As fears of the novel coronavirus continue to rise, people are hitting the stores to stock up on essentials like toilet paper, canned food, soap and hand sanitizer.
Around the world and at home in Canada, the panic has left stores completely out of stock on these items, leading to supply chain disruptions and leaving some empty-handed.
Some have taken to social media and posted photos of empty shelves, picked-over packages of pasta and other items completely removed in big-name grocery stores like Walmart, Costco and Trader Joe’s.
“It is easier on the supply chain if people gradually build up their household stores instead of making large-scale purchases all at once,” reads the site. “To do this, you can add a few extra items to your grocery cart every time you shop.”
Not heeding these universal warnings, many have gone ahead and stockpiled anyways.
A Costco location in Ajax, Ont., saw line ups stretching nearly the entire length of the store.
In New York City, people are buying pasta in massive quantities — except lasagna noodles, for some reason.
all over nyc, coronavirus preppers are hoarding pasta but leaving behind lasagna! poor lasagna. pro tip: if u break it up into smaller pieces it just becomes janky pappardelle pic.twitter.com/NgXajHhVNj
— Yasmin Tayag (@yeahyeahyasmin) March 6, 2020
A Trader Joe’s location in Los Angeles is completely barren, leaving little food for those who didn’t make it in during the first-wave panic-purchase rush.
In LA I literally can’t find food. Everyone rly needs to stop hoarding. It’s ridiculous. pic.twitter.com/efMelu6prn
— lauren (@LaurenEvelyn__) March 13, 2020
One L.A. resident had a sense of humour about an interesting typo made at a local Costco. The typo means the store’s next shipment of toilet paper isn’t coming for another 23,000 years, the Twitter user wrote.
With all the panicking and hoarding, my local Costco is out of toilet paper for the next 23,000 years. If only I had a DeLorean and 1.21 Gigawatts of power. #coronavirus #CostcoPanicBuying pic.twitter.com/82SRgyqv2X
— Gabrielle Birchak (@GabriellBirchak) March 5, 2020
A grocery store in Guelph, Ont., is seeing checkout lineups that stretch around the perimeter of the store as well as empty shelves where water once was.
A Toronto Loblaws located on Lakeshore Boulevard had only a few items left on the shelves and a ton of Easter candy.
Shelves are totally empty in certain stores in Germany.
Empty shelves in Germany #coronavirus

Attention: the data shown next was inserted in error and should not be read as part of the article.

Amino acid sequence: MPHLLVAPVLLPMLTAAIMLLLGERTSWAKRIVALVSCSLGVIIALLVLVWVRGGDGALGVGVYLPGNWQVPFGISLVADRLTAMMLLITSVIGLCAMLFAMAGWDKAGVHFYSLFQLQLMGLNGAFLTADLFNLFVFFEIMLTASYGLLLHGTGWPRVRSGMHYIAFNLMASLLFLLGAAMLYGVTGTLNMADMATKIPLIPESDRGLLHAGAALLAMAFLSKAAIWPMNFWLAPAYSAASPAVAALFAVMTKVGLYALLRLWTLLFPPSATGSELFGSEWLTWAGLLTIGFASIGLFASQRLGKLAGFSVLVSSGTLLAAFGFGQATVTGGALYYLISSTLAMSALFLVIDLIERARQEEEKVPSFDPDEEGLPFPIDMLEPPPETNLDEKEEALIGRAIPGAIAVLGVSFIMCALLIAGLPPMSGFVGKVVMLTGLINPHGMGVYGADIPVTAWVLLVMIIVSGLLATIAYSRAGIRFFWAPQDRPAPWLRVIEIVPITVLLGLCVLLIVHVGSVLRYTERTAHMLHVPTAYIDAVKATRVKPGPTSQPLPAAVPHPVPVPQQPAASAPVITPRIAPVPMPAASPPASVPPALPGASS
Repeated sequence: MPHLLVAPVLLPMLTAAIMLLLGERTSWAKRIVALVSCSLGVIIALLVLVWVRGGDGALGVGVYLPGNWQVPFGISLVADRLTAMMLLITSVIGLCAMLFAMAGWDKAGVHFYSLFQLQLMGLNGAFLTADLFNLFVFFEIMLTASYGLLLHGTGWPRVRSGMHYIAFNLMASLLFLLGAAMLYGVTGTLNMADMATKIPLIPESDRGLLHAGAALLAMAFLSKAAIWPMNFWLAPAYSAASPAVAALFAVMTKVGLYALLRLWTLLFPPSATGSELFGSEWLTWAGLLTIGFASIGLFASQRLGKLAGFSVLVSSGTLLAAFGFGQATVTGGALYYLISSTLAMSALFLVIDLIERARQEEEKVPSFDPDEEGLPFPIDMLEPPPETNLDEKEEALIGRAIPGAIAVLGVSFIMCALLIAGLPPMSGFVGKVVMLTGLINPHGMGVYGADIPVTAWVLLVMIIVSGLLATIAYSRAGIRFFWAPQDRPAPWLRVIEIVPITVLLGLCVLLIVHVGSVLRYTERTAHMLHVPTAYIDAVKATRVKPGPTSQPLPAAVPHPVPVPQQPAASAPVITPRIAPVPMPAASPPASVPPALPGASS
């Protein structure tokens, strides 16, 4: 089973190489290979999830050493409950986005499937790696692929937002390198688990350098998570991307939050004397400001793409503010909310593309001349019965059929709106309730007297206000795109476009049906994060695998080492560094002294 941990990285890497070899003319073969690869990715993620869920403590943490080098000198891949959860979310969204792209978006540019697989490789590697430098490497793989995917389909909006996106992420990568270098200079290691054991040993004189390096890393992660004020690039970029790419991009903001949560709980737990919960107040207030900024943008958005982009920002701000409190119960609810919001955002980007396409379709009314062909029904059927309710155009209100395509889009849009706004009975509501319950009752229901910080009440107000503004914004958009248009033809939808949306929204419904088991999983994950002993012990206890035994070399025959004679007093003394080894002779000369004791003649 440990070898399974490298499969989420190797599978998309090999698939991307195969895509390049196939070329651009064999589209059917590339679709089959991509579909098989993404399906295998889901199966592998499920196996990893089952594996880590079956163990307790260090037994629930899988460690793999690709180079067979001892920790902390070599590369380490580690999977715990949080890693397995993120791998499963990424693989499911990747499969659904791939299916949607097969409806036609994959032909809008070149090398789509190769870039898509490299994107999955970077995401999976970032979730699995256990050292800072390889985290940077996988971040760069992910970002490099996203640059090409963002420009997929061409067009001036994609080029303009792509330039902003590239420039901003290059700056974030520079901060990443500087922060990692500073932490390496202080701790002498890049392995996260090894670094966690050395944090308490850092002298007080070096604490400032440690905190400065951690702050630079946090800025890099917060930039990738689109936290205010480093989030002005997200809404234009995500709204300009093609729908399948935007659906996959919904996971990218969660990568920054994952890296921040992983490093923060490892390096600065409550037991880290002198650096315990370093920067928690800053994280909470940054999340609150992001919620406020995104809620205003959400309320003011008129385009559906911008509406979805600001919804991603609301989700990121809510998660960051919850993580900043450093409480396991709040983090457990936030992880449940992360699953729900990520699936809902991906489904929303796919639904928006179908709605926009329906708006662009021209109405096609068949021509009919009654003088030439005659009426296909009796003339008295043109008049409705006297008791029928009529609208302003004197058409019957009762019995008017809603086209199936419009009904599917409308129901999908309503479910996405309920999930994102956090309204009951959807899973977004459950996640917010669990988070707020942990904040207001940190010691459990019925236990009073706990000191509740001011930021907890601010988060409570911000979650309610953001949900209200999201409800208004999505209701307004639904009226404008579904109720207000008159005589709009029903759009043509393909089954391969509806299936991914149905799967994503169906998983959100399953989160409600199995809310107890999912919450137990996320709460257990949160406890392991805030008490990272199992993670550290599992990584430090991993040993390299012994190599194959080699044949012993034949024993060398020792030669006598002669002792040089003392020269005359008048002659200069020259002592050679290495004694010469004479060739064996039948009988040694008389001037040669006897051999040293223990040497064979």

The German word for panic hoarding is Hamsterkauf, made up of the German words for “hoarding” (hamstern) and “buy” (kaufen)
“Hamstern” comes from the hamster, which stores food in its cheeks. pic.twitter.com/K4rhh798HQ
— ian bremmer (@ianbremmer) March 2, 2020
Fresh eggs, dairy and vegetables appear to be moving quickly in Denmark, while beer and toilet paper remain in stock.
— 𝓑𝓻𝓲𝓪𝓷 🖥 (@BrianLockwood) March 12, 2020
Grocery stores in the European country had lines starting before the sun even rose on March 11.
— Dr Anuja Pradhan (@anujap) March 11, 2020
A social media user from the Philippines shared a photo from a local grocery store rationing soap and hand sanitizer.
Amidst this hoarding and panic buying i hope people dont vent out their frustration to our fellow fist line workers. They dont wanna go out as much as you do but they have to if they want have food on the table
A drop of kindness in this sea of chaos is enough to cause a ripple pic.twitter.com/4dCABo4HkL
— augustus (@Last1Braincell) March 11, 2020
One Twitter user pointed out that the elderly, who may not be able to head to grocery stores, will be the ones who suffer.
Confused about COVID-19? Here are some things you need to know:
Health officials say the risk is very low for Canadians, but they caution against travel to affected areas (a list can be found here). If you do travel to these places, they recommend you self-monitor to see whether you develop symptoms and if you do, to contact public health authorities.
Symptoms can include fever, cough and difficulty breathing – very similar to a cold or flu. Some people can develop a more severe illness. People most at risk of this include older adults and people with severe chronic medical conditions like heart, lung or kidney disease.
To prevent the virus from spreading, experts recommend frequent handwashing and coughing into your sleeve. And if you get sick, stay at home.
For full COVID-19 coverage from Global News, click here.
© 2020 Global News, a division of Corus Entertainment Inc.